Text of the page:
Trump Justice Dept. seized phone records of 4 New York Times reporters

  • Trump Justice Dept. seized phone records of 4 New York Times reporters

Trump Justice Dept. seized phone records of 4 New York Times reporters

The Justice Department said Saturday that it no longer will secretly obtain reporters' records during leak investigations, a policy shift that abandons a practice decried by news organizations and press freedom groups.

The Justice Department started investigating Comey after former President Donald Trump fired him, first focusing on whether his leaked notes on Trump's conversations with him about Russian Federation were illegal, then shifting to whether Comey leaked the existence of the classified 2016 memo.

The disclosure is just the latest from the Biden administration, which revealed in early May that the Trump administration's Justice Department quietly accessed the 2017 phone records of three reporters from The Washington Post, and also tried to get their email records.

The Trump Justice Department secretly obtained the phone records of four New York Times reporters as part of a leak investigation, the newspaper reported Wednesday.

But the department preserved its prerogative to seize journalists' records, and the recent disclosures to the news media organizations show that the practice continued in the Trump-era Justice Department as part of multiple investigations.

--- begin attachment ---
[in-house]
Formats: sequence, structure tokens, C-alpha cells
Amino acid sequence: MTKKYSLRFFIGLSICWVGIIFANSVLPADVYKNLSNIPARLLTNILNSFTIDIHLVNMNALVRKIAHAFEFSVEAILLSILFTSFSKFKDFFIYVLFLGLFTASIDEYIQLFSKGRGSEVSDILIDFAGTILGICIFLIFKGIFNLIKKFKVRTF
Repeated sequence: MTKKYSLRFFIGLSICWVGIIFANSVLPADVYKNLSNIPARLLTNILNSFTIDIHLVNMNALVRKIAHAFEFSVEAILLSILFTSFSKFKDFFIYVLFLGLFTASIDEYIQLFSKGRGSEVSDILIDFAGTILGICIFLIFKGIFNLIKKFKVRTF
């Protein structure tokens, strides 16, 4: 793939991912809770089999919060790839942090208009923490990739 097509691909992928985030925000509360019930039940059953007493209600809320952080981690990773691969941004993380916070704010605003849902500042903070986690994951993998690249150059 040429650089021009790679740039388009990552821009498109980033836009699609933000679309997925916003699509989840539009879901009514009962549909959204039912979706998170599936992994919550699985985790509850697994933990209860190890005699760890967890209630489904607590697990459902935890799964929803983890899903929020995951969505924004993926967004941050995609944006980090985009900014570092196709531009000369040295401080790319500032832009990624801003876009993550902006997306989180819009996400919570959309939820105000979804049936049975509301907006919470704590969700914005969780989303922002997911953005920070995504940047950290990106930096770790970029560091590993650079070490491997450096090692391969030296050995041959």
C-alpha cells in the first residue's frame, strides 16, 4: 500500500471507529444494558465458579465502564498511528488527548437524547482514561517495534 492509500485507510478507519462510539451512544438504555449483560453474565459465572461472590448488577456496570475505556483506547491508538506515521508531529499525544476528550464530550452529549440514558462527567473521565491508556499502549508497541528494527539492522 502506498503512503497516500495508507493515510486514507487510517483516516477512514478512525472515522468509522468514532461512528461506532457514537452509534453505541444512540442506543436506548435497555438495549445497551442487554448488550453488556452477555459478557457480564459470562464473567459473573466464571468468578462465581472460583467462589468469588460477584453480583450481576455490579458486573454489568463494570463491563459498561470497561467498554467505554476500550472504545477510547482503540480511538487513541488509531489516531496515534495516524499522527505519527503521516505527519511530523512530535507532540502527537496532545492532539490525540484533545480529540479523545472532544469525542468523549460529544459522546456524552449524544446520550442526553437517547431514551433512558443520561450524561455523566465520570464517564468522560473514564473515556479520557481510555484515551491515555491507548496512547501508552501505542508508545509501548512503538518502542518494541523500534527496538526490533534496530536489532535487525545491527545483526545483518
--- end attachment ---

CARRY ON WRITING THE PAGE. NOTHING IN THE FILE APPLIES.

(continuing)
The journalists are neither the subjects nor the targets of the investigation, Coley said. The Justice Department did not indicate which of their articles was being scrutinized, but The Times said the reporters and timing suggested it was an April 2017 report about FBI Director James Comey's handling of politically sensitive investigations during the 2016 election.

'It threatens to silence the sources we depend on to provide the public with essential information about what the government is doing, ' Baquet said.

The tactic was used by Democratic and Republican administrations alike in an effort to identify sources who revealed classified information to journalists. The Obama Justice Department, under then-Attorney General Eric Holder, alerted The Associated Press in 2013 that it had secretly obtained two months of phone records of reporters and editors in what the news cooperative's top executive called a "massive and unprecedented intrusion" into newsgathering activities.

In addition to the phone records seizures disclosed over the past month regarding the reporters, the department won guilty pleas from a former government contractor who mailed a classified report to a news organization and a former Senate committee aide who admitted lying to the Federal Bureau of Investigation about his contacts with a reporter.

The Justice Department under former Attorney General Eric Holder announced revised guidelines for leak investigations, requiring additional levels of review before a journalist could be subpoenaed - though it did not end the practice.